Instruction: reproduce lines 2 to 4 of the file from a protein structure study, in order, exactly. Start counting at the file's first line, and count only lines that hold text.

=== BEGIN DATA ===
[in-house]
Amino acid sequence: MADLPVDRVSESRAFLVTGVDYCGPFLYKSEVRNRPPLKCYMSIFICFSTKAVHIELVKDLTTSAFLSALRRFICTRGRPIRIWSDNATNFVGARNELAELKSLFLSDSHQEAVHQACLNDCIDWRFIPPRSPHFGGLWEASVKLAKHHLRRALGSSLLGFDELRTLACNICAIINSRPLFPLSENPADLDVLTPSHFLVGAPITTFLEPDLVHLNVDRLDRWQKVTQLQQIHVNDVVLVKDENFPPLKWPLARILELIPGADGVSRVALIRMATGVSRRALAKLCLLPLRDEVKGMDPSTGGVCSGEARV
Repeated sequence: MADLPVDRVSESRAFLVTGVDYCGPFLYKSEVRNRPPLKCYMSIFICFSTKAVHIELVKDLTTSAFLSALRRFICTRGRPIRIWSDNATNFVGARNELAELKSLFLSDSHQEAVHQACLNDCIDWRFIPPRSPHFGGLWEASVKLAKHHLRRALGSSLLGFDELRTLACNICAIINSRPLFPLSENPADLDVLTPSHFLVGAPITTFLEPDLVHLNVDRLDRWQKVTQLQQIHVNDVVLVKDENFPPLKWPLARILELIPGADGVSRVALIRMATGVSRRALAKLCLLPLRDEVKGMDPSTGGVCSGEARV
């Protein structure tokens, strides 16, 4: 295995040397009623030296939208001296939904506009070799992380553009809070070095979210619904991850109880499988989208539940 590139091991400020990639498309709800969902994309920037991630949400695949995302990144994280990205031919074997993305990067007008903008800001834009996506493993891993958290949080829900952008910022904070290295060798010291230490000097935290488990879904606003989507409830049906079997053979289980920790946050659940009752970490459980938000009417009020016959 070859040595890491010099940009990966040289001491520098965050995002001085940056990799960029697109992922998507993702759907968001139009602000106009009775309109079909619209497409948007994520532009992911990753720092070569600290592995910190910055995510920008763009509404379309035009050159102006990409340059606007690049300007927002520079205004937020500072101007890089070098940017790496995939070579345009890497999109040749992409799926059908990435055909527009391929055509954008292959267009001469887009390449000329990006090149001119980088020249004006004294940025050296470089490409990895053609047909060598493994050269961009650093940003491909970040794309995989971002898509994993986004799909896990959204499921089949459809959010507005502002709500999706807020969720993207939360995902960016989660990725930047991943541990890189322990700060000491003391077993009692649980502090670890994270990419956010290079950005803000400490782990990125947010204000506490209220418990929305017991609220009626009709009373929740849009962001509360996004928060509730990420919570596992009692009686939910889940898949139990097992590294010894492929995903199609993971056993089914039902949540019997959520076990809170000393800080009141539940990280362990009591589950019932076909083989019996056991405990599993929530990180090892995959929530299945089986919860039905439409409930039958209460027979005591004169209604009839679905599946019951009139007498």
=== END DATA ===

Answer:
Amino acid sequence: MADLPVDRVSESRAFLVTGVDYCGPFLYKSEVRNRPPLKCYMSIFICFSTKAVHIELVKDLTTSAFLSALRRFICTRGRPIRIWSDNATNFVGARNELAELKSLFLSDSHQEAVHQACLNDCIDWRFIPPRSPHFGGLWEASVKLAKHHLRRALGSSLLGFDELRTLACNICAIINSRPLFPLSENPADLDVLTPSHFLVGAPITTFLEPDLVHLNVDRLDRWQKVTQLQQIHVNDVVLVKDENFPPLKWPLARILELIPGADGVSRVALIRMATGVSRRALAKLCLLPLRDEVKGMDPSTGGVCSGEARV
Repeated sequence: MADLPVDRVSESRAFLVTGVDYCGPFLYKSEVRNRPPLKCYMSIFICFSTKAVHIELVKDLTTSAFLSALRRFICTRGRPIRIWSDNATNFVGARNELAELKSLFLSDSHQEAVHQACLNDCIDWRFIPPRSPHFGGLWEASVKLAKHHLRRALGSSLLGFDELRTLACNICAIINSRPLFPLSENPADLDVLTPSHFLVGAPITTFLEPDLVHLNVDRLDRWQKVTQLQQIHVNDVVLVKDENFPPLKWPLARILELIPGADGVSRVALIRMATGVSRRALAKLCLLPLRDEVKGMDPSTGGVCSGEARV
């Protein structure tokens, strides 16, 4: 295995040397009623030296939208001296939904506009070799992380553009809070070095979210619904991850109880499988989208539940 590139091991400020990639498309709800969902994309920037991630949400695949995302990144994280990205031919074997993305990067007008903008800001834009996506493993891993958290949080829900952008910022904070290295060798010291230490000097935290488990879904606003989507409830049906079997053979289980920790946050659940009752970490459980938000009417009020016959 070859040595890491010099940009990966040289001491520098965050995002001085940056990799960029697109992922998507993702759907968001139009602000106009009775309109079909619209497409948007994520532009992911990753720092070569600290592995910190910055995510920008763009509404379309035009050159102006990409340059606007690049300007927002520079205004937020500072101007890089070098940017790496995939070579345009890497999109040749992409799926059908990435055909527009391929055509954008292959267009001469887009390449000329990006090149001119980088020249004006004294940025050296470089490409990895053609047909060598493994050269961009650093940003491909970040794309995989971002898509994993986004799909896990959204499921089949459809959010507005502002709500999706807020969720993207939360995902960016989660990725930047991943541990890189322990700060000491003391077993009692649980502090670890994270990419956010290079950005803000400490782990990125947010204000506490209220418990929305017991609220009626009709009373929740849009962001509360996004928060509730990420919570596992009692009686939910889940898949139990097992590294010894492929995903199609993971056993089914039902949540019997959520076990809170000393800080009141539940990280362990009591589950019932076909083989019996056991405990599993929530990180090892995959929530299945089986919860039905439409409930039958209460027979005591004169209604009839679905599946019951009139007498």